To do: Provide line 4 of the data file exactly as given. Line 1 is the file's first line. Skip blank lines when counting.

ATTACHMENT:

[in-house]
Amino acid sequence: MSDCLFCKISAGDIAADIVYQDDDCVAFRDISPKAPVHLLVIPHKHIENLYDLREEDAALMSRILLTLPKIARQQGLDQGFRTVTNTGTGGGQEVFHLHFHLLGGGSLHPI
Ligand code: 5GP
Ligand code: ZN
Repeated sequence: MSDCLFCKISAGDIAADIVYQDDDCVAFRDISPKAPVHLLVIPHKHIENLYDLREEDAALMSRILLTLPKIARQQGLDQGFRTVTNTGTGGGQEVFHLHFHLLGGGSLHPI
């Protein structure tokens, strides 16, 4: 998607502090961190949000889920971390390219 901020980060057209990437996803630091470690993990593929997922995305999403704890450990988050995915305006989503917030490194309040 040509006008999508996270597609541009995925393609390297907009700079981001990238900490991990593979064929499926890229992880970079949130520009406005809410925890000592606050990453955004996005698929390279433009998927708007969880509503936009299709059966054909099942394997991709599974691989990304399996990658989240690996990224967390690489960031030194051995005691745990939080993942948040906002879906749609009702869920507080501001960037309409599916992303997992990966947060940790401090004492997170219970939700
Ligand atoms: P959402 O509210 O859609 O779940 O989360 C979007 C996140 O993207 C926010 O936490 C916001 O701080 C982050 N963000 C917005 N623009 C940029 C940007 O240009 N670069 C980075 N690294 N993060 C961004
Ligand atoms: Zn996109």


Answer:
Ligand code: ZN